While sitting in a restaurant in Tuscola (Douglas County) on Saturday, I observed several European corn borer moths on the window and in bushes beside the window. (OK, so maybe I need to get a life.) Kevin Black with Cargill also reported captures of relatively small numbers of adults in his light trap in McLean County during the week of July 24. Although European corn borers have not raised many eyebrows this summer, the presence of moths indicates that egg laying is ongoing. It is possible that numbers of surviving larvae in some cornfields could be large enough to get our attention. This is especially true for late-planted corn; the females laying eggs for the second generation prefer to lay eggs in pollinating corn with fresh silks. Even though the price of corn is low, heavy infestations of European corn borers might be worth controlling in fields with high-yield potential.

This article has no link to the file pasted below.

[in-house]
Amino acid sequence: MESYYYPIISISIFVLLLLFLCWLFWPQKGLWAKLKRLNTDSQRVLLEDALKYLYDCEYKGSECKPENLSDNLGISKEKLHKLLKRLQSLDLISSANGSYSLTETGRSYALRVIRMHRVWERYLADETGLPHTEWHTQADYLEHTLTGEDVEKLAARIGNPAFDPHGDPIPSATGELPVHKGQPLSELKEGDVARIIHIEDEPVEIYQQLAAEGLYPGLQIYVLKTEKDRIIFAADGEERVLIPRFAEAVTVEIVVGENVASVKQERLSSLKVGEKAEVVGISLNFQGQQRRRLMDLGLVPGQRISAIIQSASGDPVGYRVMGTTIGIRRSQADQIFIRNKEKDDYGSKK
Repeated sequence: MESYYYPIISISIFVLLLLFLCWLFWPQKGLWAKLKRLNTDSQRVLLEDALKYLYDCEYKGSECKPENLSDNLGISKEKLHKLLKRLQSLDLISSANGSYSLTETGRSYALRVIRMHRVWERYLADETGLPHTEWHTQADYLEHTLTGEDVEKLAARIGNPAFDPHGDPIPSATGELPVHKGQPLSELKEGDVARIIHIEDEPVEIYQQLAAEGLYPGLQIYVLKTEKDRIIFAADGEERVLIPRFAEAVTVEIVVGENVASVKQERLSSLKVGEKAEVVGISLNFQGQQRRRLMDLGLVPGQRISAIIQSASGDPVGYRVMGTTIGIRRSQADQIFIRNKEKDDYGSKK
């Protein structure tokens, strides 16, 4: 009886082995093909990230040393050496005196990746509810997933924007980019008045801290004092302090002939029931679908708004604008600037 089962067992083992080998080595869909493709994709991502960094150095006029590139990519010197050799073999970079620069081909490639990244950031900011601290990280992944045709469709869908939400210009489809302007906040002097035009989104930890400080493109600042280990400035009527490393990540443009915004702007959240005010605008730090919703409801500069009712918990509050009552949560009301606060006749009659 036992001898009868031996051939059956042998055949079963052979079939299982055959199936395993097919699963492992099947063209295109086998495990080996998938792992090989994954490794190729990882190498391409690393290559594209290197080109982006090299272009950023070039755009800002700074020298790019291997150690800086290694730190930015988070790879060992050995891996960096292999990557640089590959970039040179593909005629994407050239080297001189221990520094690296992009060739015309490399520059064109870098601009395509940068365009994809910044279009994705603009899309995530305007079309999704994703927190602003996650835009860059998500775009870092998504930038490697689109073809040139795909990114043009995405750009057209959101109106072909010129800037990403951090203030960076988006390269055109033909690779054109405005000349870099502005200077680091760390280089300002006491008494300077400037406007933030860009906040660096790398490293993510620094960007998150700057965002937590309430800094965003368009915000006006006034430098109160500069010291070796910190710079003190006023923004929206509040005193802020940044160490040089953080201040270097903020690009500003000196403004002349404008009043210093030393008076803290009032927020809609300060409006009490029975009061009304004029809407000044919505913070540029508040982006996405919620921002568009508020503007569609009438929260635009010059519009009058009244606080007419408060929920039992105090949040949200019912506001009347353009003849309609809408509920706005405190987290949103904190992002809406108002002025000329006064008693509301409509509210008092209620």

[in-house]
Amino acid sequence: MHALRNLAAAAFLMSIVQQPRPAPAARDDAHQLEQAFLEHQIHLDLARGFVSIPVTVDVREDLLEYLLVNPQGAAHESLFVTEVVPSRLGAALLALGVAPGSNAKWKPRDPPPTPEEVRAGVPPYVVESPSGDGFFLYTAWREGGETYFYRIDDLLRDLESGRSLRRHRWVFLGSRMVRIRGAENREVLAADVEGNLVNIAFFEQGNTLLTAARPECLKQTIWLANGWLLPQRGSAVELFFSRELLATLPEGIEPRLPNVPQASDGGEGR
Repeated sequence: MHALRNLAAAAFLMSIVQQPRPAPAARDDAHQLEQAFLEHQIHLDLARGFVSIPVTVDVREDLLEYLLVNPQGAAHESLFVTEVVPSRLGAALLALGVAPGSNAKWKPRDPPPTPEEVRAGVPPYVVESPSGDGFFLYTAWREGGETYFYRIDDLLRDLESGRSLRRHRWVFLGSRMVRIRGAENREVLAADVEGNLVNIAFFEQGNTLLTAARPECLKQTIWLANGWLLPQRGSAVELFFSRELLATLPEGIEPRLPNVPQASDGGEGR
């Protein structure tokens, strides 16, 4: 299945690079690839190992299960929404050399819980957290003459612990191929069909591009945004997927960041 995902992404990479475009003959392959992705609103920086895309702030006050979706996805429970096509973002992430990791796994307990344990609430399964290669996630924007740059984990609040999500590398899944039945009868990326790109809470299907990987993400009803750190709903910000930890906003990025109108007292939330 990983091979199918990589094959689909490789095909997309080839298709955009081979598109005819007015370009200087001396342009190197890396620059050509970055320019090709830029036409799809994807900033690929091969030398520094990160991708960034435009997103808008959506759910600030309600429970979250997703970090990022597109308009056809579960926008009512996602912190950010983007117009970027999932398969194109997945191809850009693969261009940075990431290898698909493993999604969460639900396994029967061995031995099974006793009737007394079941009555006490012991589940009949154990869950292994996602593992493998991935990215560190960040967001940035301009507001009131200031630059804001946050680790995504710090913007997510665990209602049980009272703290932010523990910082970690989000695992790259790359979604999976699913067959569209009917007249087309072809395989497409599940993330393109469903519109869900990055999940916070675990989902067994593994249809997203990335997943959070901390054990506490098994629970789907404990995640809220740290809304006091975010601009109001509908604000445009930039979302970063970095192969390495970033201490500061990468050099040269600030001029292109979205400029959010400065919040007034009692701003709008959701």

The southwestern corn borer is a distinctly more critical concern in southern Illinois. Ron Hines, senior research agronomist at the Dixon Springs Ag Center, has been monitoring flights of several moths, including the southwestern corn borer, all summer. The numbers of southwestern corn borer adults he caught in two different types of traps were extraordinarily large in mid- to late July, so the potential for heavy infestations is significant. In issue no. 16 (July 14, 2000) of the Bulletin, I discussed the biology of the southwestern corn borer and offered scouting techniques, static economic thresholds, and suggested insecticides. Keep this information handy while you are looking for southwestern corn borer eggs and larvae. Again, there's no need to lose a lot of yield to this pest if you stay on top of the situation.--Kevin Steffey